Its important to notice that altho the attacker is spoofing
     she does receive the responses from the service being attacked,
     this is done by the kind vulnerable rpcbind on the bouncing host.

  This is possible because:

  1. XIDs of the forwarded calls are predictable

    Assuming that our RPC calls to rpcbind, PROC_CALLIT are the first
    CALLIT requests received by the bouncing host since it was booted
    (this is a fair assumption) and knowning or being able to aproximate

    the uptime of the target host, the XIDs that rpcbind will generate
    the forwarded requests can be easily predicted.

  2. Theres no check for the src address and port of the replies to
     forwarded calls to match the dst address and port of the  original

    rpcbind does not check that RPC reply messages, received on the
    socket used to forward CALLIT requests, have a valid source address,

    port, prognum, progvers, etc.

 Given this, the exploit can be used to 'bounce' mount requests off any
 host allowed to mount a NFS file system local or remote.
 However, in order to succeed, the target mountd must allow mount
 from unpriviledged ports.

 This same scheme can be used to comunicate with any RPC service

 Altho. no exploit code is provided, i believe the detailed explanation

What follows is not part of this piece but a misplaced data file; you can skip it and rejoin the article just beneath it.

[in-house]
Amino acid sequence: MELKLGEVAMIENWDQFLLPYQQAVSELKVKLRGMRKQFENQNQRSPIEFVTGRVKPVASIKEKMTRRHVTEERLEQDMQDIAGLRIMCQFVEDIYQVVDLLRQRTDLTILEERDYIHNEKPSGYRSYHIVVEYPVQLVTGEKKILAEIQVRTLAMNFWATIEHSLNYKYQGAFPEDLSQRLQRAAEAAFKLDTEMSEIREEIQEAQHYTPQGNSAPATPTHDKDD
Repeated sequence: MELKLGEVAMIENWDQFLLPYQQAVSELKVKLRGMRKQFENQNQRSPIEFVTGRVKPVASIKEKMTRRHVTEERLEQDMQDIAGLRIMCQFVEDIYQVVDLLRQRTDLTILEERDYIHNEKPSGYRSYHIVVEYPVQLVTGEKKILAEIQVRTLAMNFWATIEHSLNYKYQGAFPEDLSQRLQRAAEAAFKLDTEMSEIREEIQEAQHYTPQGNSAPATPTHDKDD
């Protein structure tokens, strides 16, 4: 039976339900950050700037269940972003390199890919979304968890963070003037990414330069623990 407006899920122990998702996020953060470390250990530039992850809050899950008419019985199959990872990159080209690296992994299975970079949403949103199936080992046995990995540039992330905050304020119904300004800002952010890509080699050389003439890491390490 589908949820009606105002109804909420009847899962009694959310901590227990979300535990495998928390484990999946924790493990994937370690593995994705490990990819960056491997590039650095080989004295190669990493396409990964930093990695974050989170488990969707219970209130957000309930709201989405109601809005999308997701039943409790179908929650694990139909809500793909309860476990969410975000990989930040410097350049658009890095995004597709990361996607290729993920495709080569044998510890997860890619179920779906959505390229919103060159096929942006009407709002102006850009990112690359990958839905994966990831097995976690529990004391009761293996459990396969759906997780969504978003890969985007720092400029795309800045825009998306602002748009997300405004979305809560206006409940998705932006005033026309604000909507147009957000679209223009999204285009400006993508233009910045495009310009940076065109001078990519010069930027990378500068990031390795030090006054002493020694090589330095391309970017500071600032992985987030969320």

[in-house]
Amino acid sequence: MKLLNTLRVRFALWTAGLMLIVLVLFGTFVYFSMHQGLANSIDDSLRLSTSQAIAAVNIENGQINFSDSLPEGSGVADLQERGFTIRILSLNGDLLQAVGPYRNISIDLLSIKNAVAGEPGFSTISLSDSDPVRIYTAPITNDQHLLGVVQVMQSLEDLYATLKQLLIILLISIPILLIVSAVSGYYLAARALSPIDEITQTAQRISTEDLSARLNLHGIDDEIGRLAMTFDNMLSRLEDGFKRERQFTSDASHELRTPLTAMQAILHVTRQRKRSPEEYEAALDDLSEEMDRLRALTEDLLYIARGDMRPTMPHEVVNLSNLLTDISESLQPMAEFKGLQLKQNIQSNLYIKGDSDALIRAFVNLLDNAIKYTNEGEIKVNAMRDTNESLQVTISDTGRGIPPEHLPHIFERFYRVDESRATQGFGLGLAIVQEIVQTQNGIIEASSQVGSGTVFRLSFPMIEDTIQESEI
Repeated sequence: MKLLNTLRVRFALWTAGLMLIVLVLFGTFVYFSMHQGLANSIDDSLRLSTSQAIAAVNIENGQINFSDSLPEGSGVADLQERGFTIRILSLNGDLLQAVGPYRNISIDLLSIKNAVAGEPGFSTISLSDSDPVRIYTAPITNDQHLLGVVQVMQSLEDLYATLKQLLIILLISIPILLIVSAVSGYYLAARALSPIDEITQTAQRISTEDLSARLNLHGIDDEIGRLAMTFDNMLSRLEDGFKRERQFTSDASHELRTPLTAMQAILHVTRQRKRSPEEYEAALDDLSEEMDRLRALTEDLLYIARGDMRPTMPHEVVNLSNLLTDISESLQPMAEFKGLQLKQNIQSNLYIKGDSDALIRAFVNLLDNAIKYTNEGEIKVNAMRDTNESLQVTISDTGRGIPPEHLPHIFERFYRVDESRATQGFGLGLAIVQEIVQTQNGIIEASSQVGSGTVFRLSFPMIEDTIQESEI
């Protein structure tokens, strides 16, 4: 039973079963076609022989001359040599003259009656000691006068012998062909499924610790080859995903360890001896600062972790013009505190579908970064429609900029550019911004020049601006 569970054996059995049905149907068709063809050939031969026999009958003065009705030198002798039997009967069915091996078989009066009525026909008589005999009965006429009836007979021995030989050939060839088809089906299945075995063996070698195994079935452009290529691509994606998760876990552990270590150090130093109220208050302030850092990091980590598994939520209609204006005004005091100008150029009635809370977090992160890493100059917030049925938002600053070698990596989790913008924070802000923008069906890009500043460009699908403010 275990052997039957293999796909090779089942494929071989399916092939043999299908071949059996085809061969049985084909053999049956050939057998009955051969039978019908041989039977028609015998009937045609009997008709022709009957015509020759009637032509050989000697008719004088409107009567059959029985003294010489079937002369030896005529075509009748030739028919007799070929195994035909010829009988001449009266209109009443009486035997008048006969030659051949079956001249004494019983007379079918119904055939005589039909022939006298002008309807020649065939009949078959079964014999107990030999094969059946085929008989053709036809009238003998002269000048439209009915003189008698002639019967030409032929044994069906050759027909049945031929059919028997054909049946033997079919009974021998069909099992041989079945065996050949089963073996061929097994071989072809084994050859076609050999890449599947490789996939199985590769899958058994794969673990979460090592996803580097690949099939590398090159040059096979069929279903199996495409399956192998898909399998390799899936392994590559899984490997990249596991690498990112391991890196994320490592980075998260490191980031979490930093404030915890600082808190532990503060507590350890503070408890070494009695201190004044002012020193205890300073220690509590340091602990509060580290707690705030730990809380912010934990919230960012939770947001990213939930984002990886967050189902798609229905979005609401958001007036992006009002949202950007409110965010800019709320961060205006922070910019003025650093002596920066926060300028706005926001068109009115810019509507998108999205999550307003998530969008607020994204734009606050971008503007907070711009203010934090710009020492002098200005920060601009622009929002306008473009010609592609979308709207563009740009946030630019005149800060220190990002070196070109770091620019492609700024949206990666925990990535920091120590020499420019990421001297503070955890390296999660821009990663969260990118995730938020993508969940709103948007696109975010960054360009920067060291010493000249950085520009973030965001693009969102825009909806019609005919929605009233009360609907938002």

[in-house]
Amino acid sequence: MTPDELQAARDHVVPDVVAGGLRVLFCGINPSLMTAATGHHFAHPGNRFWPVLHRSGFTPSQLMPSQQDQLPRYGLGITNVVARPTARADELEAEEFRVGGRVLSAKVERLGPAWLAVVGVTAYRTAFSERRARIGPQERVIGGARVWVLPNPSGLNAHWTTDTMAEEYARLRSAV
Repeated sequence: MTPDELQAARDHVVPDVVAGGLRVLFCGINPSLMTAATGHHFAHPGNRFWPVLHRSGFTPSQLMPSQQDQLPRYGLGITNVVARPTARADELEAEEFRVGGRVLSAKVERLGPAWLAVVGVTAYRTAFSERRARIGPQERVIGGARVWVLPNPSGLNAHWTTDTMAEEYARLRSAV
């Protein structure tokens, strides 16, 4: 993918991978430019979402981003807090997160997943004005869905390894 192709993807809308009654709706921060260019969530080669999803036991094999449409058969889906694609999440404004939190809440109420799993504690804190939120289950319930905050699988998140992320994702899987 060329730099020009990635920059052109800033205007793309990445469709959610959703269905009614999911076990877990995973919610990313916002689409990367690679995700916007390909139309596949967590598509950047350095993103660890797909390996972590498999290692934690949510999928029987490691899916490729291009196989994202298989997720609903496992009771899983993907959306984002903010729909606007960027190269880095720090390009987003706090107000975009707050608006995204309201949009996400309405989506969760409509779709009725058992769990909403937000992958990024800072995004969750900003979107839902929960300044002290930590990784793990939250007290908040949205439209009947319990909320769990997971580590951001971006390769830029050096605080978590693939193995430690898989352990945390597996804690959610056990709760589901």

of the steps to follow is more than enough to code your own testing

Keep in mind that this arises from several trivialy fixed problems:
 . DO NOT allow spoofed packets into your network
 . allowing connections to rpcbind from external addresses is not a
   good idea.
 . mount requests from unpriviledged ports are not a good idea
 . Exposing server information that by itself can be deemed inocuos
   can help attackers in their efforts, in this case, exposing the
   of your Solaris box is... not a good idea..
   who would have thought eh?

As for localnet... well, no one has to go thru all this if you have
access to
 the local net and can sniff and spoof NFS packets...

"Understanding. A cerebral secretion that enables one having it to know
 a house from a horse by the roof on the house,
 It's nature and laws have been exhaustively expounded by Locke,
 who rode a house, and Kant, who lived in a horse." - Ambrose Bierce


 Pte. Juan D. Peron 315 4to UF17 (1394) Buenos Aires, Argentina.
 TE/FAX: +54-11-43-31-54-02 +54-11-43-31-54-09